Are Hospitals Really Safe in a Weather-Related Crisis?
When weather-related disasters occur, people often head to a nearby hospital to seek safety and shelter from the impending storm. Although a hospital may seem to be the best place to go during a storm, Consumer Reports has proven that this might not be the best option. Its studies show that many hospitals have outdated generators and that there are several other complications within the buildings. The problem may become worse if during the disaster the electricity in the area turns off, since the generators are in question. Listed below are the statistics, which have been recorded from recent meteorological disasters.
Who is At Risk in the United States?
In 2013, there were 28 natural disasters in the United States. Of those, 15 were meteorological (storms), seven were hydrological (slides or floods), and six were climatological (droughts, wildfires, and extreme temperatures). The top five states that were at risk, in order from most to least, were: New Jersey, Texas, Tennessee, Missouri, and Alabama. The property damage from the years 2006-2013 ranged from $26.4 billion in New Jersey to $4.9 billion in Alabama. Missouri had $4.9 billion dollars of damage, topped by Tennessee at $5.1 billion and Texas at $23.7 billion.
Listed below are statistics of the top five at-risk states:
- New Jersey had 87 weather-related fatalities. The state's most frequent disasters were caused by floods, flash floods, winter storms, and damaging winds.
- Although Texas was second in property damage, 313 people died from catastrophes due to tornadoes, flash floods, drought, hail, and thunderstorms.
- While Tennessee had only $5.1 billion in property damage, 244 people lost their lives in storms. The state's most frequent disasters include winter storms, tornadoes, and thunderstorms.
- Alabama, with $4.9 billion in estimated property damage, had 333 reported fatalities.
- Missouri had 346 casualties resulting from hail, thunderstorms, winter storms, floods, and tornadoes.
Why Are Hospitals Unsafe?
Consumer Reports did a study on hospital generators and found that many of them were more than 50 years old. The magazine's main concern was that with the loss of power, the electricity and water would be lost. Generators in most cases were housed unprotected in the hospital's basement so in case of a flood, they would easily be exposed to water. Consumer Reports also found that there were no regulations for the installation of backup generators and that the information is not made public when generators fail testing.
Other challenges for hospitals were losing their infrastructure, for example electronic records, and a lack of workers due to injury, sickness, loss of transportation, and injuries. Another issue was an increase of patients suffering from injuries or severe illnesses. Patients cannot be relocated to alternate facilities because they are not equipped to care for extra people.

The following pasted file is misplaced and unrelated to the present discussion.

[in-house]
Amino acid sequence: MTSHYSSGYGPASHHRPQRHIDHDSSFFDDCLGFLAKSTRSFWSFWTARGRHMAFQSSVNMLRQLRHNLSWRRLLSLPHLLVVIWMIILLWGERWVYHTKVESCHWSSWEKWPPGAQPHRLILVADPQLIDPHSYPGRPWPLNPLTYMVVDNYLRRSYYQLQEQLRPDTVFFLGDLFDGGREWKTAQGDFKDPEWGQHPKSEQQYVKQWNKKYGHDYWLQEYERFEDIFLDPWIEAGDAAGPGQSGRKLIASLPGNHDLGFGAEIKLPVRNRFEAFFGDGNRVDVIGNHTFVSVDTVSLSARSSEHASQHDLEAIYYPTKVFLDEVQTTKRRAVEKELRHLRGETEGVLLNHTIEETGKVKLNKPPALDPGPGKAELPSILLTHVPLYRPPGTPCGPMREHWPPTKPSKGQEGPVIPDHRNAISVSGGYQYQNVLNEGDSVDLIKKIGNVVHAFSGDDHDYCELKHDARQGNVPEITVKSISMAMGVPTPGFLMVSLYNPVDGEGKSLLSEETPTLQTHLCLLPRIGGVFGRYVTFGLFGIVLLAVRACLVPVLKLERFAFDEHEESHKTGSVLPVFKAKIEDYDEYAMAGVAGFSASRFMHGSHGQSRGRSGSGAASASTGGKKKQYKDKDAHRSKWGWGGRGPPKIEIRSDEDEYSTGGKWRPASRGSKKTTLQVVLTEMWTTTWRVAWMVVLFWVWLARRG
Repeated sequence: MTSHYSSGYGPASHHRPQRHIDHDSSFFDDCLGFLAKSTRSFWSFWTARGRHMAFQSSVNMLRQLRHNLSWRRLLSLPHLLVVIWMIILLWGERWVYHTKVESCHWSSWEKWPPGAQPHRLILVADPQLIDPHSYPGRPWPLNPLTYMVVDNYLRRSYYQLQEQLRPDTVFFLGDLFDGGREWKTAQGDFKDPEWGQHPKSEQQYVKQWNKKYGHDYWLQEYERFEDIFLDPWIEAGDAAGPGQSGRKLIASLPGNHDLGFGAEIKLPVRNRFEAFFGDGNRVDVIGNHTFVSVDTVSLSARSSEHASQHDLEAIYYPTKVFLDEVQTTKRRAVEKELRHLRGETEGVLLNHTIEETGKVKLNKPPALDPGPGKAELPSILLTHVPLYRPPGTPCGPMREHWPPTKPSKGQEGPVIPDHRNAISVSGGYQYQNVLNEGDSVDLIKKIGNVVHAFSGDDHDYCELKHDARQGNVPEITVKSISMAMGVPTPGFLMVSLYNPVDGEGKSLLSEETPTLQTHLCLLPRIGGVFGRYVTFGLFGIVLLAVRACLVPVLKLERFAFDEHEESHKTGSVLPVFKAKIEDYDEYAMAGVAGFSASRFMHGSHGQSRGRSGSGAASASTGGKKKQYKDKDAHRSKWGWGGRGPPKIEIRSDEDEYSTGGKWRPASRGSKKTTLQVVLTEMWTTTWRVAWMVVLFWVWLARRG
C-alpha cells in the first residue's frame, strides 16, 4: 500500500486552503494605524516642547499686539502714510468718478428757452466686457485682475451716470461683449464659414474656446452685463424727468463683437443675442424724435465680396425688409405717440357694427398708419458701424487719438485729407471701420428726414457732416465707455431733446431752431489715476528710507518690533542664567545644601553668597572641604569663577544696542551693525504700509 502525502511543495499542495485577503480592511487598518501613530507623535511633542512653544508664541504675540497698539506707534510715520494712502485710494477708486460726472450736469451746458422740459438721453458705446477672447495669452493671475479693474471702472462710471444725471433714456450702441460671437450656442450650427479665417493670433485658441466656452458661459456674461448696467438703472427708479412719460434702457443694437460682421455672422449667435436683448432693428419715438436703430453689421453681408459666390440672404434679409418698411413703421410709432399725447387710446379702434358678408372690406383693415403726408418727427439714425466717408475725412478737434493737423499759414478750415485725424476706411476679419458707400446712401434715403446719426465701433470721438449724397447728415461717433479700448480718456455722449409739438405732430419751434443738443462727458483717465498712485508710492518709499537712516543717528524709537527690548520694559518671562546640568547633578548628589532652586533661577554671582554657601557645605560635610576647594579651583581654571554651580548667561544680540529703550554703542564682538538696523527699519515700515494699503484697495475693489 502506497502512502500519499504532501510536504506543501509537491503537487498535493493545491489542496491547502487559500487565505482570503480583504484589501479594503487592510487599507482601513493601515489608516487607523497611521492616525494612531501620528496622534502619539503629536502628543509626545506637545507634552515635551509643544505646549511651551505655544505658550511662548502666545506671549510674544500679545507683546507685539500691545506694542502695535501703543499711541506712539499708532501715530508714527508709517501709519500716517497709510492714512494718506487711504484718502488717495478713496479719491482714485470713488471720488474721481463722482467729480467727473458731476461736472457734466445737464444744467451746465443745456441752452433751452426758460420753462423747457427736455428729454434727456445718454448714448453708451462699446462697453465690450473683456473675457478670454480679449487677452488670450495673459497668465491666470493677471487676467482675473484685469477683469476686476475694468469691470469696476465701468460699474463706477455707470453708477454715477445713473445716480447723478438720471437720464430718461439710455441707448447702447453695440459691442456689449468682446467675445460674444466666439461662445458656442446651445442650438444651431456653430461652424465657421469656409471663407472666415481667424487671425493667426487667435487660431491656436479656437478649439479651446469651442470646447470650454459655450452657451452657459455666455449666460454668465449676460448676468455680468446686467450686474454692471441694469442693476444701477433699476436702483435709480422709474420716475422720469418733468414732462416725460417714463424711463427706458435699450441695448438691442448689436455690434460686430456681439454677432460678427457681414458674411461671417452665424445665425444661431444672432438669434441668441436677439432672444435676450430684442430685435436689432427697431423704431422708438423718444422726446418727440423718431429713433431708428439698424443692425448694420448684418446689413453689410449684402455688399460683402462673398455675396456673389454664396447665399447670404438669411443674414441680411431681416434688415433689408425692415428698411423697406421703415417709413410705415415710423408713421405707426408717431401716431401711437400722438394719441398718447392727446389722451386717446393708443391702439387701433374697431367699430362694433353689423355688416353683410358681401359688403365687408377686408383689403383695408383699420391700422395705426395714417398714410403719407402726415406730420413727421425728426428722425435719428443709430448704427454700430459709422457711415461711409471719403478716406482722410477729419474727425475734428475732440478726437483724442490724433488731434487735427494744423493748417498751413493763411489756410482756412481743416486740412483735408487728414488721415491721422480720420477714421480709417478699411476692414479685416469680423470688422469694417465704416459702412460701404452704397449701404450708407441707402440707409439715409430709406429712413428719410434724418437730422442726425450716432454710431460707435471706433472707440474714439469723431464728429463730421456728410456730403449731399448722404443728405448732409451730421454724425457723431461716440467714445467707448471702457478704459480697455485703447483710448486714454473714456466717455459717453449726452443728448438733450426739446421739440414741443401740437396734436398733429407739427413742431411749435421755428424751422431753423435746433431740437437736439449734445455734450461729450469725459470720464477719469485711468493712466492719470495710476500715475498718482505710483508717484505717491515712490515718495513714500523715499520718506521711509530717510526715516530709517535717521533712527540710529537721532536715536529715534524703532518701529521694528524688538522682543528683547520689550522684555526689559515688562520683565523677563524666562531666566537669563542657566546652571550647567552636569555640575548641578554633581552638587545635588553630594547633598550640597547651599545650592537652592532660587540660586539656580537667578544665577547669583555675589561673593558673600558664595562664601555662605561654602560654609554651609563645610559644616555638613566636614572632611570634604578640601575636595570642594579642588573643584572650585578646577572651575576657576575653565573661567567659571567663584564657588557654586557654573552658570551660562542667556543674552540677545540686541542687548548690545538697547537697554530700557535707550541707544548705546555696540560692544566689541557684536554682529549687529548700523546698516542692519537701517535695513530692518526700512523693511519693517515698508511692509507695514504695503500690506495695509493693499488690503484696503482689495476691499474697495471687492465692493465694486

Three major natural disasters in the United States--"Superstorm" Sandy, Hurricane Andrew, and Hurricane Katrina--produced a tremendous amount of damage, which showed that the United States needs to implicate a better infrastructure and an improved management system in hospitals. Due to these storms, some hospitals have taken steps to improve their emergency plans.
Emergency Security Factors
A hospital emergency plan begins with mitigation, which includes identifying the largest three to five hazardous vulnerabilities for the hospital and following plans that are drafted to deal with identified risks. In preparing hospitals for emergencies, the Joint Commission recommends the following for generators:
- Testing backup diesel generators 12 times per year for 30 minutes each.
- Testing backup generators one time every three years, for four hours.
- Generators must be able to produce power within 10 seconds to critical areas of the hospital's grid.
From that point forward, appropriate hospital preparations need to be drafted. National incident management systems need to be arranged in order to help physicians and other medical staff perform suitable triage procedures. Proper response management is another critical part of the plans. It will help to determine exactly what steps need to be taken to manage damage and properly rectify situations. For more information on hospital safety in times of natural disasters, Eastern Kentucky University created a detailed infographic on the subject.
Posted on Jul 20, 2015